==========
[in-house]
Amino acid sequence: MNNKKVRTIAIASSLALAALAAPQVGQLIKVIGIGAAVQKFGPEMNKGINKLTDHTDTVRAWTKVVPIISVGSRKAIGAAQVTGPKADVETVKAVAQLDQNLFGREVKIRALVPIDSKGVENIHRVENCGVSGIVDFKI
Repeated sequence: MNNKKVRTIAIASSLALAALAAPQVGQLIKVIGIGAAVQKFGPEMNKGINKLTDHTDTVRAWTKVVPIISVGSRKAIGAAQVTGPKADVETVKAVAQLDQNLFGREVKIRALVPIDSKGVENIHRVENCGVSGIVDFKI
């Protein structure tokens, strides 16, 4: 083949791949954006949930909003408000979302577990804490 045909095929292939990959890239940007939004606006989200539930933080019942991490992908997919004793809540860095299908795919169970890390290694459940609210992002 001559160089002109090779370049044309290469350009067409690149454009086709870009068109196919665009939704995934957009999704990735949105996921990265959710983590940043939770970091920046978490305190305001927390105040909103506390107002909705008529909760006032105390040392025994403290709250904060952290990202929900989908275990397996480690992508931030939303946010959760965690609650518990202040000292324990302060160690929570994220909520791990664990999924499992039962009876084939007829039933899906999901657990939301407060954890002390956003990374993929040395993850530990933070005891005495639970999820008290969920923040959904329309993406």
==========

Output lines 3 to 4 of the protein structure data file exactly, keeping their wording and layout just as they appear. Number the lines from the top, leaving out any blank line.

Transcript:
Repeated sequence: MNNKKVRTIAIASSLALAALAAPQVGQLIKVIGIGAAVQKFGPEMNKGINKLTDHTDTVRAWTKVVPIISVGSRKAIGAAQVTGPKADVETVKAVAQLDQNLFGREVKIRALVPIDSKGVENIHRVENCGVSGIVDFKI
């Protein structure tokens, strides 16, 4: 083949791949954006949930909003408000979302577990804490 045909095929292939990959890239940007939004606006989200539930933080019942991490992908997919004793809540860095299908795919169970890390290694459940609210992002 001559160089002109090779370049044309290469350009067409690149454009086709870009068109196919665009939704995934957009999704990735949105996921990265959710983590940043939770970091920046978490305190305001927390105040909103506390107002909705008529909760006032105390040392025994403290709250904060952290990202929900989908275990397996480690992508931030939303946010959760965690609650518990202040000292324990302060160690929570994220909520791990664990999924499992039962009876084939007829039933899906999901657990939301407060954890002390956003990374993929040395993850530990933070005891005495639970999820008290969920923040959904329309993406």